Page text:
My mother found her lupus symptoms reduced in the first 3 weeks. I’m not sure how others progress. If you do try it out – please keep in touch and let me know how you go. Once you start paleo eating you may go through an adjustment period of 2 – 4 weeks where you can sometimes feel worse before you feel better.

      Reply

  3. JA
    October 21, 2011

    I started with the paleo diet 1 1/2 months ago after a chance reading of Robb Wolf’s book while visiting friends. I thought my only health concerns were high BP (discovered 1 year before) and high cortisol levels (discovered, while trying to determine what caused the high BP, 1 month before). Both of these conditions were addressed in the book with the promise that they could be diminished by following the paleo diet. So I immediately begun the diet hoping to avoid any medical treatment. I lost about 1kg every week and was immediately pleased with the results. Even though I wasn’t overweight, I knew that losing about 5kg would make me more comfortable in my own skin so I continued with the eating plan hoping it was doing as much good to my health.
    This week I was diagnosed with SLE. My doctors have called it low-activity SLE. My kidneys have been damaged by the disease (75% function still avail) but I do not have any other symptoms – no joint pain, no skin issues. I used to suffer from terrrible headaches but since using my high BP medication (the only drug I’ve decided to take) that hasn’t been an issue at all. Now, my doc wants me to start a low dosage (8mg/day) course of cortico-steroids to reduce the inflammation in my kidneys. I recognise the importance of reducing the inflammation (prevent further permanent damage) but I’m particualry concerned by the side-effects of the drug and am considering holding off medical treatment for a while in the hopes that the diet will help reduce inflammation instead.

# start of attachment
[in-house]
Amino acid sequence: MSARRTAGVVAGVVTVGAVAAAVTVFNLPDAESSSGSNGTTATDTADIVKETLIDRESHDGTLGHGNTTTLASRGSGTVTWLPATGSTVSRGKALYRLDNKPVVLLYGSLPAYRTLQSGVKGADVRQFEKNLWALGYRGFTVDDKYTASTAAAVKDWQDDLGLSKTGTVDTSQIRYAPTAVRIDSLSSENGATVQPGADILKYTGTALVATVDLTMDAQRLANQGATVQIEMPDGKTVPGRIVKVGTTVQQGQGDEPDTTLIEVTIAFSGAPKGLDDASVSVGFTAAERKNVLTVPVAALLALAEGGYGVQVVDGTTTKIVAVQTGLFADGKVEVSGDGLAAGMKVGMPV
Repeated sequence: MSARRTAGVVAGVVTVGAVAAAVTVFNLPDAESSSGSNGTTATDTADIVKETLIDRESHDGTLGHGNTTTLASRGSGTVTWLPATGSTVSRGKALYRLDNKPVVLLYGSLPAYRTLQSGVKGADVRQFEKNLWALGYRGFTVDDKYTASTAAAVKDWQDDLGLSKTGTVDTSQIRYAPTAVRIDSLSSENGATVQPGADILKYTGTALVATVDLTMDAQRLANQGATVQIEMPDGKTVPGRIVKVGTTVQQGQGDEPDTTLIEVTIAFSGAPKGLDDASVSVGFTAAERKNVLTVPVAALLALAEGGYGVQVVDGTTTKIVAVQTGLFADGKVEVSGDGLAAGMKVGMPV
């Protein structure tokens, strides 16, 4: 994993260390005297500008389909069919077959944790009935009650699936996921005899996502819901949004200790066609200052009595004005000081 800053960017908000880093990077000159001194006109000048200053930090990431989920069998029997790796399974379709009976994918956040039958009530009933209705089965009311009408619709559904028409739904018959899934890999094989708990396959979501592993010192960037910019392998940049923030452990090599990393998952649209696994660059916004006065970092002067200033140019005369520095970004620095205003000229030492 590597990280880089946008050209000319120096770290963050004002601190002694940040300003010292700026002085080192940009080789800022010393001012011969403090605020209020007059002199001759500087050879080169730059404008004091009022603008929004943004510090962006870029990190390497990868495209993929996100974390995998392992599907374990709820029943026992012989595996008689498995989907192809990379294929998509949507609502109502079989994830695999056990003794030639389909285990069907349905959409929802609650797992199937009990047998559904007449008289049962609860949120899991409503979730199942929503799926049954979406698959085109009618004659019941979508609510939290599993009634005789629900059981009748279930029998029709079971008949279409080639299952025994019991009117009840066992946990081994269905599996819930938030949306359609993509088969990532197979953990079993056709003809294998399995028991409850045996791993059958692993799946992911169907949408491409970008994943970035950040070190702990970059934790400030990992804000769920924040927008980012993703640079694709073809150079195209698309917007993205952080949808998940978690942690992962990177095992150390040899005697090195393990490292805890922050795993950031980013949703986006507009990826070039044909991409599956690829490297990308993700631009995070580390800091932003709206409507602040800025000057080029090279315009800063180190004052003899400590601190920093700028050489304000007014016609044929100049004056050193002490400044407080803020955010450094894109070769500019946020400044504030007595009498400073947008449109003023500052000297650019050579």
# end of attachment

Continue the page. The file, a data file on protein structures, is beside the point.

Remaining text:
I’m interested to hear if anyone has attempted this (with specific reference to organ damage) and whether they’ve experienced a positive outcome?
    I’ve taken my paleo diet “to the next level” and excluded eggs and nightshade vegetables. I hope it has the sought after effect!

    Reply

  4. Lorraine
    May 2, 2012

    Hi, do you find Paleo diet helps discoid lupus flare ups? I keep reading conflicting info out there….alot say avoid animal protein and go vegetarian. But thinking it is our hormone anitbiotic animal protein that is out there that’s the issue, if you buy grass fed organic are you good? Then I read egg whites are bad too. But Paleo sounds reasonable as a solution as it brings us back to non processed food which in my mind seems to be the issue causing alot of our increase in disease. Any feedback is appreciated…very confused.

    Reply

    • Julianne
      May 2, 2012

      I’ve looked around to see why there is a recommendation to avoid animal protein. As far as I can see (altough I haven’t had an extensive look) it is because of a supposed link to inflammation and because it has saturated fat. Do you have any particular links with research that give reasons for avoiding animal protein.